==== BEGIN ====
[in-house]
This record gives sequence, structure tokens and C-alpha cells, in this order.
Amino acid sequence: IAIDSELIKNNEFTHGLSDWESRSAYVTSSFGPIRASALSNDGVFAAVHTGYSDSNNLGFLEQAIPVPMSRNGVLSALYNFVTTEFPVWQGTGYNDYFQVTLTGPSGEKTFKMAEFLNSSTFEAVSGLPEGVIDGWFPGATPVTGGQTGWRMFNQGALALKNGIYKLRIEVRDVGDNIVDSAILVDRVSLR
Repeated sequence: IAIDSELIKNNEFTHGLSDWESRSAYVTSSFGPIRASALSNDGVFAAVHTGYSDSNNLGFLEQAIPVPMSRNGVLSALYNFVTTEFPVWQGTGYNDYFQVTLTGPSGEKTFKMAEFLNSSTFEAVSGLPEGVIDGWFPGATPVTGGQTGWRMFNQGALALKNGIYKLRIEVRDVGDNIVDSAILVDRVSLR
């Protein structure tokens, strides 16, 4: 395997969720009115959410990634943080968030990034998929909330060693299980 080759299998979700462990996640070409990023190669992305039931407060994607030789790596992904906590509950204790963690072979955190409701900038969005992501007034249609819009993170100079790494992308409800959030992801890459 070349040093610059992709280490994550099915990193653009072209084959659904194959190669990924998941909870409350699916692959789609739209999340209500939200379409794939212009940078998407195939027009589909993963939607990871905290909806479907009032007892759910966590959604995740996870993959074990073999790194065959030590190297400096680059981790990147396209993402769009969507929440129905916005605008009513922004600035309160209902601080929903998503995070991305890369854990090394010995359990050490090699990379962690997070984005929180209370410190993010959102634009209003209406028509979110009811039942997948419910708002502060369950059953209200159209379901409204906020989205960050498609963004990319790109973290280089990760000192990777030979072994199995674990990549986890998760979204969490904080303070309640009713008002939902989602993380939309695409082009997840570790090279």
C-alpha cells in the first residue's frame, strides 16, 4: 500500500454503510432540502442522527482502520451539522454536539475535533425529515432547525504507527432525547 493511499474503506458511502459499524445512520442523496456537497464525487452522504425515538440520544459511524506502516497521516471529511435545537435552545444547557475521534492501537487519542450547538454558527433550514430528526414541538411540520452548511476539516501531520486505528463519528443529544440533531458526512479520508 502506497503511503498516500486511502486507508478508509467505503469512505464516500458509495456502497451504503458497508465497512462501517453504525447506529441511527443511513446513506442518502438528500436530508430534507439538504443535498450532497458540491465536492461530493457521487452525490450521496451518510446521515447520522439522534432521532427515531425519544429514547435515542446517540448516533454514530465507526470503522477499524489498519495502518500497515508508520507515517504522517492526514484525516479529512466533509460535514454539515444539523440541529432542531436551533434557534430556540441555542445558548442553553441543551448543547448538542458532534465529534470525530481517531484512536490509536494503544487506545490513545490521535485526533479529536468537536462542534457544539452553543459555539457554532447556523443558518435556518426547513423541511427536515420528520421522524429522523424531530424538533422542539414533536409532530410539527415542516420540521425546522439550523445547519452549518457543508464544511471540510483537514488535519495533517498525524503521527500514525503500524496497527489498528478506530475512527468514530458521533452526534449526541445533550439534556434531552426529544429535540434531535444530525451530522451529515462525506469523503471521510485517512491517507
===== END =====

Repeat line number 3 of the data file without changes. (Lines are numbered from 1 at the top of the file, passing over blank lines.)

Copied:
Amino acid sequence: IAIDSELIKNNEFTHGLSDWESRSAYVTSSFGPIRASALSNDGVFAAVHTGYSDSNNLGFLEQAIPVPMSRNGVLSALYNFVTTEFPVWQGTGYNDYFQVTLTGPSGEKTFKMAEFLNSSTFEAVSGLPEGVIDGWFPGATPVTGGQTGWRMFNQGALALKNGIYKLRIEVRDVGDNIVDSAILVDRVSLR